“Since trade is free today, we don’t know them. That’s tomorrow’s unknown,” she said.

British companies will also have to confront a wall of bureaucracy that threatens chaos at the border if they want to sell into the world’s biggest trading bloc.

“WE DON’T KNOW EVERYTHING”

Although the new customs arrangement does not depend on current negotiations on the future relationship – it is now known Britain will leave the EU’s customs union – French customs officials said the political tension meant communication with their British counterpart was kept to a minimum.

“We can’t have technical discussions that are as frank as we could have had,” she said, adding that she had little visibility about British customs’ preparedness. “We’re not naive. We don’t know everything.”

But ironically, the coronavirus epidemic, which has greatly reduced traffic across the Channel, may help smooth the transition, said Jean-Michel Thillier, the French customs Brexit organiser in the region around Calais.

“The health crisis might help, in a way, by reducing traffic,” he said. “So we might have a bit of respite at the beginning of the year.”

Disclaimer: Fusion Media would like to remind you that the data contained in this website is not necessarily real-time nor accurate. All CFDs (stocks, indexes, futures) and Forex prices are not provided by exchanges but rather by market makers, and so prices may not be accurate and may differ from the actual market price, meaning prices are indicative and not appropriate for trading purposes. Therefore Fusion Media doesn`t bear any responsibility for any trading losses you might incur as a result of using this data.

Fusion Media or anyone involved with Fusion Media will not accept any liability for loss or damage as a result of reliance on the information including data, quotes, charts and buy/sell signals contained within this website. Please be fully informed regarding the risks and costs associated with trading the financial markets, it is one of the riskiest investment forms possible.





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U.S. issues fresh Iran-related sanctions targeting state oil sector By Reuters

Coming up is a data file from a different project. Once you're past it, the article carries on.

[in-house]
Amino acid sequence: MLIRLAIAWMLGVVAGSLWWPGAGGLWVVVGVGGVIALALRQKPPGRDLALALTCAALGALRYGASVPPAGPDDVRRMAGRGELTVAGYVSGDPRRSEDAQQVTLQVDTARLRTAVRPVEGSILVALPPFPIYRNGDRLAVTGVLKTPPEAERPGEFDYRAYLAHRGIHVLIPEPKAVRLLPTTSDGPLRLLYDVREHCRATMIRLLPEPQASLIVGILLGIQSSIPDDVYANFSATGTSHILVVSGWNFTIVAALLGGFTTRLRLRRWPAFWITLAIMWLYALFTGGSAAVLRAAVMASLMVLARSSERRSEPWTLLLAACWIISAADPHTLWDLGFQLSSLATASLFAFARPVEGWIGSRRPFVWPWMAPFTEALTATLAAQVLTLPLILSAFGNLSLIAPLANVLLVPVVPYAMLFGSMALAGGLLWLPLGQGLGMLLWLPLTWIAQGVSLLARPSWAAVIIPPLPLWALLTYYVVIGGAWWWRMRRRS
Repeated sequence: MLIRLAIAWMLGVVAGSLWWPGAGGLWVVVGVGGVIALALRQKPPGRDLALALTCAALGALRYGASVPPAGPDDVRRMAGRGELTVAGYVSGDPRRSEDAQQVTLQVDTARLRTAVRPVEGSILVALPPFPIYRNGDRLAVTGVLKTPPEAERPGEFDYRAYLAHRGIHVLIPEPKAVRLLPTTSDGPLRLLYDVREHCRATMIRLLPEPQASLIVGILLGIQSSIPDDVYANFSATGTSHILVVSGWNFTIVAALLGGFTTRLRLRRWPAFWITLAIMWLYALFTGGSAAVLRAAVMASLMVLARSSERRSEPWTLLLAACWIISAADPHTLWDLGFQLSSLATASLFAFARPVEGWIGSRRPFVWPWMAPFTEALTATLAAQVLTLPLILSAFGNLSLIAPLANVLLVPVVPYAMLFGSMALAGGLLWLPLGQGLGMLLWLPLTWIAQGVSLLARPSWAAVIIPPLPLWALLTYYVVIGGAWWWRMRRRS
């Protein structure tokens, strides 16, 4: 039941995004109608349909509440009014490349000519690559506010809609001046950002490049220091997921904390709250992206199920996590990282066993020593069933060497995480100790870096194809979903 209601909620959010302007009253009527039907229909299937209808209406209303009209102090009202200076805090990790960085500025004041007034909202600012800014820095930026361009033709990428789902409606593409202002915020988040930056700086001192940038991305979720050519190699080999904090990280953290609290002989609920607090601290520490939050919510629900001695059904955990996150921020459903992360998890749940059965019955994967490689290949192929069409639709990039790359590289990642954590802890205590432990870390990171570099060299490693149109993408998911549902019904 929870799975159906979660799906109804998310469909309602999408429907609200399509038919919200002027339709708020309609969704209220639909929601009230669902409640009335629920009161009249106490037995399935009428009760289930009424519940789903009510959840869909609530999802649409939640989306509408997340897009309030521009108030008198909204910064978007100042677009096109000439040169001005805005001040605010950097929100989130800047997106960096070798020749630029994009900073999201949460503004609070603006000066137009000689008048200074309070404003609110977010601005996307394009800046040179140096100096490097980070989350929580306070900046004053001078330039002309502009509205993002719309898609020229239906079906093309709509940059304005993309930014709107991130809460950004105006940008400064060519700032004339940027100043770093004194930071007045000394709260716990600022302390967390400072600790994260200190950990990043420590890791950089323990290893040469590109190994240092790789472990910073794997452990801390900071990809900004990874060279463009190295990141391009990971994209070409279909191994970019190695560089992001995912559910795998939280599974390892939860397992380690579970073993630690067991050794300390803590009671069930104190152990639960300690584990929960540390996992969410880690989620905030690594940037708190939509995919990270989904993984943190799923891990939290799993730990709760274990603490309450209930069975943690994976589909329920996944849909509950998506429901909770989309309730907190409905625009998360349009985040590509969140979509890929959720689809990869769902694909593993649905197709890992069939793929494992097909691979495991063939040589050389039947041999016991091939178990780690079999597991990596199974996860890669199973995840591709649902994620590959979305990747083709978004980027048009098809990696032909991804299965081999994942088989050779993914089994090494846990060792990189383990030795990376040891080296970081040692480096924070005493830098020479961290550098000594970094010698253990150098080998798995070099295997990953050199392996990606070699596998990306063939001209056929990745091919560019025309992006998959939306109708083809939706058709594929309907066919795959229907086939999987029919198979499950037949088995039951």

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WASHINGTON (Reuters) – The United States on Monday imposed fresh Iran-related sanctions targeting the Islamic Republic’s oil sector, including the Iranian Ministry of Petroleum, in Washington’s latest action to increase pressure on Tehran.

Also blacklisted in Monday’s move targeting individuals and entities are the National Iranian Oil Company (NIOC), and the National Iranian Tanker Company (NITC), according to a statement from the U.S. Treasury Department.

Disclaimer: Fusion Media would like to remind you that the data contained in this website is not necessarily real-time nor accurate. All CFDs (stocks, indexes, futures) and Forex prices are not provided by exchanges but rather by market makers, and so prices may not be accurate and may differ from the actual market price, meaning prices are indicative and not appropriate for trading purposes. Therefore Fusion Media doesn`t bear any responsibility for any trading losses you might incur as a result of using this data.

Fusion Media or anyone involved with Fusion Media will not accept any liability for loss or damage as a result of reliance on the information including data, quotes, charts and buy/sell signals contained within this website. Please be fully informed regarding the risks and costs associated with trading the financial markets, it is one of the riskiest investment forms possible.





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Virus Gains Momentum, Stimulus Stalls, Ant Group IPO

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© Shutterstock

By Geoffrey Smith 

Investing.com — The spreading coronavirus triggered sharp new containment measures in Europe, hitting global stocks. Aides to Vice President Mike Pence tested positive for the virus, while U.S. stimulus talks remained deadlocked. Ant Group gets closer to completing its IPO. New homes sales are set to hit a new 14-year high. Here’s what you need to know in financial markets on Monday, October, 26th.

1. Virus spreads further; Stimulus talks still deadlocked